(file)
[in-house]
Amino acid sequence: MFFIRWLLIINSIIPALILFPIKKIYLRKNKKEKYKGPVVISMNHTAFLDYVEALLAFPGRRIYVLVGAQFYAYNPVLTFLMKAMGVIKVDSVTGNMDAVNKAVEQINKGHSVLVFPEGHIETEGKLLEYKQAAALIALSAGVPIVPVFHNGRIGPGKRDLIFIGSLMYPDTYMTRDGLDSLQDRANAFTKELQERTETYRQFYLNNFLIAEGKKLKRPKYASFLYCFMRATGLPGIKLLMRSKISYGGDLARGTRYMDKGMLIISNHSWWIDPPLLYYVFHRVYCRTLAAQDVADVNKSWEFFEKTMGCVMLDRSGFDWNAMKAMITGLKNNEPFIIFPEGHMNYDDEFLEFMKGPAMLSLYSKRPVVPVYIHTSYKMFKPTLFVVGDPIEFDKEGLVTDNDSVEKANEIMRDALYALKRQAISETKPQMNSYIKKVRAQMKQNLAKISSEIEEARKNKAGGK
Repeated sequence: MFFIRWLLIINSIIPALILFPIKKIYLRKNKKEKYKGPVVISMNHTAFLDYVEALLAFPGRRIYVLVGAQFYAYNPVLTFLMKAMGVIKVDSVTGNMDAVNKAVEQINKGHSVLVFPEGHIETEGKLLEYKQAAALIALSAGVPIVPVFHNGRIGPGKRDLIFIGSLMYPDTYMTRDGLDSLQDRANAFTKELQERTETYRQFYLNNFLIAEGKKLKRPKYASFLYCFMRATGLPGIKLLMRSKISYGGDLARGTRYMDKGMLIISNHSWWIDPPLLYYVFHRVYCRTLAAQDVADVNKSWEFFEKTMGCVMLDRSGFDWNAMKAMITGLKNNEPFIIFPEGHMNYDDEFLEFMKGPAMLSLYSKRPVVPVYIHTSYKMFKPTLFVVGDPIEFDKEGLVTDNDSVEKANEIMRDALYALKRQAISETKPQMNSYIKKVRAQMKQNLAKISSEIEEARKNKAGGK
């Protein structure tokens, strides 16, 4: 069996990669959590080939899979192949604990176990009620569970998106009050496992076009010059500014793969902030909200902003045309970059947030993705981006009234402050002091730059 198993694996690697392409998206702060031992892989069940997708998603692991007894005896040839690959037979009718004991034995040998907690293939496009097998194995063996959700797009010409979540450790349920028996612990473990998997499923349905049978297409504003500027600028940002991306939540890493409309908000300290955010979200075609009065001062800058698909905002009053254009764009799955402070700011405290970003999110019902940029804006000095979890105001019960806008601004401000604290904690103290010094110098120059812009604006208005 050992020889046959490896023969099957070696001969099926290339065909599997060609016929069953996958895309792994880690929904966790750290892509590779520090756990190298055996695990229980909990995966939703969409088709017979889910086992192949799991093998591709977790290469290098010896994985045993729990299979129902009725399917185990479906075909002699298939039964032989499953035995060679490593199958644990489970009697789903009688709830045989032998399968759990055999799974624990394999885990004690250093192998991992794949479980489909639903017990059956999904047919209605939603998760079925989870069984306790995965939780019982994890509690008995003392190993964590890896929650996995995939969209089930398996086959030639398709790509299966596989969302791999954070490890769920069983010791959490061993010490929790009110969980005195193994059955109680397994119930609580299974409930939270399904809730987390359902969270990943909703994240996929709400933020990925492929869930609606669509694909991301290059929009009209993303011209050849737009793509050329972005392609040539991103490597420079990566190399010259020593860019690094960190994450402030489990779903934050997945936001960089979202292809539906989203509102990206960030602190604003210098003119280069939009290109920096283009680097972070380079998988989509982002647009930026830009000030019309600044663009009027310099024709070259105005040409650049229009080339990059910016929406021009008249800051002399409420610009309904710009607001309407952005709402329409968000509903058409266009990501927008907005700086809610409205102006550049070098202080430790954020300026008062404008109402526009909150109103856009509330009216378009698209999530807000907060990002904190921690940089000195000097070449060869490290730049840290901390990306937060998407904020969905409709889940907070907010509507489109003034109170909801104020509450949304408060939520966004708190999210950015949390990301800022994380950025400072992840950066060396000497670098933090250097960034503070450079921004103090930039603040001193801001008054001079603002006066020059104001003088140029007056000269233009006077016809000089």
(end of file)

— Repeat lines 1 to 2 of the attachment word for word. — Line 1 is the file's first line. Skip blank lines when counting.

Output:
[in-house]
Amino acid sequence: MFFIRWLLIINSIIPALILFPIKKIYLRKNKKEKYKGPVVISMNHTAFLDYVEALLAFPGRRIYVLVGAQFYAYNPVLTFLMKAMGVIKVDSVTGNMDAVNKAVEQINKGHSVLVFPEGHIETEGKLLEYKQAAALIALSAGVPIVPVFHNGRIGPGKRDLIFIGSLMYPDTYMTRDGLDSLQDRANAFTKELQERTETYRQFYLNNFLIAEGKKLKRPKYASFLYCFMRATGLPGIKLLMRSKISYGGDLARGTRYMDKGMLIISNHSWWIDPPLLYYVFHRVYCRTLAAQDVADVNKSWEFFEKTMGCVMLDRSGFDWNAMKAMITGLKNNEPFIIFPEGHMNYDDEFLEFMKGPAMLSLYSKRPVVPVYIHTSYKMFKPTLFVVGDPIEFDKEGLVTDNDSVEKANEIMRDALYALKRQAISETKPQMNSYIKKVRAQMKQNLAKISSEIEEARKNKAGGK